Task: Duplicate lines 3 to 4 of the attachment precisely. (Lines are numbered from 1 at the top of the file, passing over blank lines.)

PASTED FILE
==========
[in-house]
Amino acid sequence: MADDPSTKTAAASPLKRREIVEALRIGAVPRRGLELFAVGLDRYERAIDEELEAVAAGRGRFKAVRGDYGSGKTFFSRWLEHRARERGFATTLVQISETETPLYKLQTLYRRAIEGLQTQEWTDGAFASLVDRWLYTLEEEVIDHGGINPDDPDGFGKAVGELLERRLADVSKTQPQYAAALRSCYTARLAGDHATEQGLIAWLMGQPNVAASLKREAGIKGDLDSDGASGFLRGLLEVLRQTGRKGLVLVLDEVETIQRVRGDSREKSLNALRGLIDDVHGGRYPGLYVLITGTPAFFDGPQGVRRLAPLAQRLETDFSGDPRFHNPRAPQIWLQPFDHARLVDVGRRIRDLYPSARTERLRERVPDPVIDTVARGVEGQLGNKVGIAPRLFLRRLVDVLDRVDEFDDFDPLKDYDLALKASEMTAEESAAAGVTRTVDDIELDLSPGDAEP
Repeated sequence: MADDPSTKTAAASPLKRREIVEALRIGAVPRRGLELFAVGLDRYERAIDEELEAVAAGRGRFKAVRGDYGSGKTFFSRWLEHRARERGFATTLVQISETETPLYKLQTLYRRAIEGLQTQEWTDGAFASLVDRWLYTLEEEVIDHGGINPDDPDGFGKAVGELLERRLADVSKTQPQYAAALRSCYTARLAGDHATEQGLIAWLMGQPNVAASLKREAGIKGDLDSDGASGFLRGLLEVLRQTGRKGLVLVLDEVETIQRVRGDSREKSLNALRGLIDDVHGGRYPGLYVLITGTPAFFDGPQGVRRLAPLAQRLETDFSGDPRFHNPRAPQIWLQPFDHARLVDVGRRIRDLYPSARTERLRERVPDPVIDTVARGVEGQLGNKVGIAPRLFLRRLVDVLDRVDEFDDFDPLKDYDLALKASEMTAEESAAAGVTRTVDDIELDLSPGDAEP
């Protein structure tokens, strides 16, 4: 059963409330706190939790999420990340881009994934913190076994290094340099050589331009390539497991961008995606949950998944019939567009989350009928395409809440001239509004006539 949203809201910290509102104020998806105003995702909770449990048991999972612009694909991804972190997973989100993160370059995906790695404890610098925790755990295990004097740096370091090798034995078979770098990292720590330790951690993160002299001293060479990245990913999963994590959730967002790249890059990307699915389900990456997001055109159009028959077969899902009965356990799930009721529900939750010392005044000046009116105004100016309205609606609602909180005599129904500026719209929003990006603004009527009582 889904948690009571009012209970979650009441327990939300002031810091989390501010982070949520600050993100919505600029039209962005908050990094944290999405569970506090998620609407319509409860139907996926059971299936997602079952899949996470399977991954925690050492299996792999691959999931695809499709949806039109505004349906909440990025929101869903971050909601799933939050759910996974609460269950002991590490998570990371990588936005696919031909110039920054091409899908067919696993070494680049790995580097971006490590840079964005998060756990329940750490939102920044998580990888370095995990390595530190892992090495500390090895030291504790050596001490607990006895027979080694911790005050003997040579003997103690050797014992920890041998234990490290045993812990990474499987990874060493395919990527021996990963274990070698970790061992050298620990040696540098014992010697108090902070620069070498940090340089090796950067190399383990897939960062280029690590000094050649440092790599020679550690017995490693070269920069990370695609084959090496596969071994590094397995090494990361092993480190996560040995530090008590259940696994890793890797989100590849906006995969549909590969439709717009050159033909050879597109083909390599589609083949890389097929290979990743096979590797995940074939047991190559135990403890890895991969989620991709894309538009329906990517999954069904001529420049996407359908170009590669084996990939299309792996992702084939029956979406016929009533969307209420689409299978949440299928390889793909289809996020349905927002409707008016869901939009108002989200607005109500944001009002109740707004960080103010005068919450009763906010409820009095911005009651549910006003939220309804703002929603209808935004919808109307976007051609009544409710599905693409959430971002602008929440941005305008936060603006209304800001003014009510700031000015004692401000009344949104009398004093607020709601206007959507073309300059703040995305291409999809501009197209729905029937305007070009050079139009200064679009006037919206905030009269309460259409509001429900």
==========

Repeated sequence: MADDPSTKTAAASPLKRREIVEALRIGAVPRRGLELFAVGLDRYERAIDEELEAVAAGRGRFKAVRGDYGSGKTFFSRWLEHRARERGFATTLVQISETETPLYKLQTLYRRAIEGLQTQEWTDGAFASLVDRWLYTLEEEVIDHGGINPDDPDGFGKAVGELLERRLADVSKTQPQYAAALRSCYTARLAGDHATEQGLIAWLMGQPNVAASLKREAGIKGDLDSDGASGFLRGLLEVLRQTGRKGLVLVLDEVETIQRVRGDSREKSLNALRGLIDDVHGGRYPGLYVLITGTPAFFDGPQGVRRLAPLAQRLETDFSGDPRFHNPRAPQIWLQPFDHARLVDVGRRIRDLYPSARTERLRERVPDPVIDTVARGVEGQLGNKVGIAPRLFLRRLVDVLDRVDEFDDFDPLKDYDLALKASEMTAEESAAAGVTRTVDDIELDLSPGDAEP
């Protein structure tokens, strides 16, 4: 059963409330706190939790999420990340881009994934913190076994290094340099050589331009390539497991961008995606949950998944019939567009989350009928395409809440001239509004006539 949203809201910290509102104020998806105003995702909770449990048991999972612009694909991804972190997973989100993160370059995906790695404890610098925790755990295990004097740096370091090798034995078979770098990292720590330790951690993160002299001293060479990245990913999963994590959730967002790249890059990307699915389900990456997001055109159009028959077969899902009965356990799930009721529900939750010392005044000046009116105004100016309205609606609602909180005599129904500026719209929003990006603004009527009582 889904948690009571009012209970979650009441327990939300002031810091989390501010982070949520600050993100919505600029039209962005908050990094944290999405569970506090998620609407319509409860139907996926059971299936997602079952899949996470399977991954925690050492299996792999691959999931695809499709949806039109505004349906909440990025929101869903971050909601799933939050759910996974609460269950002991590490998570990371990588936005696919031909110039920054091409899908067919696993070494680049790995580097971006490590840079964005998060756990329940750490939102920044998580990888370095995990390595530190892992090495500390090895030291504790050596001490607990006895027979080694911790005050003997040579003997103690050797014992920890041998234990490290045993812990990474499987990874060493395919990527021996990963274990070698970790061992050298620990040696540098014992010697108090902070620069070498940090340089090796950067190399383990897939960062280029690590000094050649440092790599020679550690017995490693070269920069990370695609084959090496596969071994590094397995090494990361092993480190996560040995530090008590259940696994890793890797989100590849906006995969549909590969439709717009050159033909050879597109083909390599589609083949890389097929290979990743096979590797995940074939047991190559135990403890890895991969989620991709894309538009329906990517999954069904001529420049996407359908170009590669084996990939299309792996992702084939029956979406016929009533969307209420689409299978949440299928390889793909289809996020349905927002409707008016869901939009108002989200607005109500944001009002109740707004960080103010005068919450009763906010409820009095911005009651549910006003939220309804703002929603209808935004919808109307976007051609009544409710599905693409959430971002602008929440941005305008936060603006209304800001003014009510700031000015004692401000009344949104009398004093607020709601206007959507073309300059703040995305291409999809501009197209729905029937305007070009050079139009200064679009006037919206905030009269309460259409509001429900």